When the Blair government introduced tax breaks for the film industry in the late 1990s, financiers who had previously ignored British movies began to pump money into film investment schemes – but the suspicion lingered that many were motivated more by opportunities for deferring or avoiding tax than by any prospect of winning Baftas and Oscars.
A production boom ensued, and a large number of truly lousy and downright eccentric movies were made. There were loopholes in the way the tax breaks were designed.
These were incentives aimed at the film industry but, in their early days, TV soap operas, kids’ shows and even weather forecasts were all able to use them Opportunistic film financiers were factoring in cast and crew deferrals worth much more than their films’ (generally tiny) cash budgets and then claiming tax relief on the total amount. There were complaints about the amount of money being siphoned off by “middle men”.
In 2012, The Times quoted an HMRC (HM Revenue & Customs) source who said that film tax schemes had enabled investors to avoid an astonishing £5bn in tax. Investors included Premier League footballers, politicians and TV celebrities. The public perception was that some high-net-worth individuals and their advisors had been looking for ways to outsmart the Revenue.
A more generous reading is that one reason that so many big-budget Hollywood movies (Gravity, Harry Potter, Star Wars: The Force Awakens etc) shoot in the UK is that they receive such generous tax relief.
Relief is available for Hollywood blockbusters and for low-budget British features alike. It is instructive to watch Ben Lewis’s entertaining new documentary Chancers to learn how that tax relief is sometimes used for fraudulent purposes. It tells the cautionary tale of a tiny British film called A Landscape of Lies. The producers behind it were convicted in 2013 in the first prosecution for film tax-relief fraud. HMRC later claimed that the movie was a sham all along and that the real intention from the outset was “to defraud the public purse of nearly £1.5m in VAT along with nearly £1.3m in film tax-credit claims.”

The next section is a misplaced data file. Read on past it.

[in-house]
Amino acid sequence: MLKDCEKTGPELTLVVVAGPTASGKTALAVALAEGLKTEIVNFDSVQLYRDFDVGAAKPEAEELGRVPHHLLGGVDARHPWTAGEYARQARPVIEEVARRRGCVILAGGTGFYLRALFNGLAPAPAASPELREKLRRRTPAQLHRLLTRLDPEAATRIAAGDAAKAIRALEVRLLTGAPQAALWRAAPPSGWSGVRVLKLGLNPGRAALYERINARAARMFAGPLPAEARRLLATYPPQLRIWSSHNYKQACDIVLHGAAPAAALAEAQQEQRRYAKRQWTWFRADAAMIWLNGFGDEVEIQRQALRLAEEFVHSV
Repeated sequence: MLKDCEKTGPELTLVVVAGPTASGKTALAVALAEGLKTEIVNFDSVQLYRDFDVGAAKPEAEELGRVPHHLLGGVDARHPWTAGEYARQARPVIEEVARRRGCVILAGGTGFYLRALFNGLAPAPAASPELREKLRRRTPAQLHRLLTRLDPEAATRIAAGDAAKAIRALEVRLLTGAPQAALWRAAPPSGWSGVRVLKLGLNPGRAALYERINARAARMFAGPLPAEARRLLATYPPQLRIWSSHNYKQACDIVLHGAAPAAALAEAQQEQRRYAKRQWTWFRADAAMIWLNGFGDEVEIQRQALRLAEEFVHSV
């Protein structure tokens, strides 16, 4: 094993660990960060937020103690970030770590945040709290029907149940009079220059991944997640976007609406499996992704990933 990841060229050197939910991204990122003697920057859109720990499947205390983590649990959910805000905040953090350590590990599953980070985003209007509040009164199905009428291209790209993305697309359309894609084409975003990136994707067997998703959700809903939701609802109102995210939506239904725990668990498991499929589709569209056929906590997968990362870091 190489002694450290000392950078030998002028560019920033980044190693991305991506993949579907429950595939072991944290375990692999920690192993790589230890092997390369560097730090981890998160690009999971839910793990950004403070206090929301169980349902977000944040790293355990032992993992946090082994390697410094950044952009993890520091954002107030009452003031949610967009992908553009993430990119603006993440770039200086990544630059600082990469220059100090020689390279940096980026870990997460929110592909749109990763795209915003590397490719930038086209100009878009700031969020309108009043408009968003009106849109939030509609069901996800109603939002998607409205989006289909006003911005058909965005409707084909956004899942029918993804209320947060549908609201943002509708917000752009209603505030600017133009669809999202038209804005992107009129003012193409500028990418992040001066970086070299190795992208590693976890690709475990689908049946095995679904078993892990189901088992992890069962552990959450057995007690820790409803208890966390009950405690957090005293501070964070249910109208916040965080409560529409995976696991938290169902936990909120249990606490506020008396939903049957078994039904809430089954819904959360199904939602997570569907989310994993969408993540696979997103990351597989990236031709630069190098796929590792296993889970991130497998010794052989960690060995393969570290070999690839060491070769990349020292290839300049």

This, though, wasn’t a case of master criminals dreaming up an ingenious plan. As Lewis’s film shows, it was more a case of bungling amateurs of the type you used to find in old Ealing comedies. There is comedy as well as pathos in their story – and the producers still really don’t seem to think they were doing anything very wrong.
Flash back to 2009. Aoife Madden, a Northern Irish actress who had been retraining as a primary-school teacher at East London University, met Bashar Al-Issa, an Iraqi property developer and entrepreneur. “If Aoife is our Bonnie, Bashar is our Clyde,” Chancers tells us.
By then, Al-Issa’s international property empire was teetering on the edge of bankruptcy. He decided to re-invent himself as a movie mogul. With this in mind, he recruited Madden to set up a film-production company, Evolved Pictures. Neither Al-Issa nor Madden had produced a movie before and didn’t have any money but this didn’t put them off. They advertised online for scripts. Stuart Knight, who had just finished a course on screenwriting at Preston College, responded by sending Madden his student script A Landscape of Lives, an ambitious crime drama set in Los Angeles.
The producers began to hire staff and to plan their film. It was at this point that the UK’s Film Tax Relief, which offered a payable cash rebate of 25 per cent on any UK expenditure, proved so useful. It could be used as bait to attract other international investors. Evolved’s principals told potential backers that they hoped to cast Jeremy Irons, Liam Neeson and Omar Sharif in their £19.6m movie. They hinted that they were on the verge of receiving significant funding.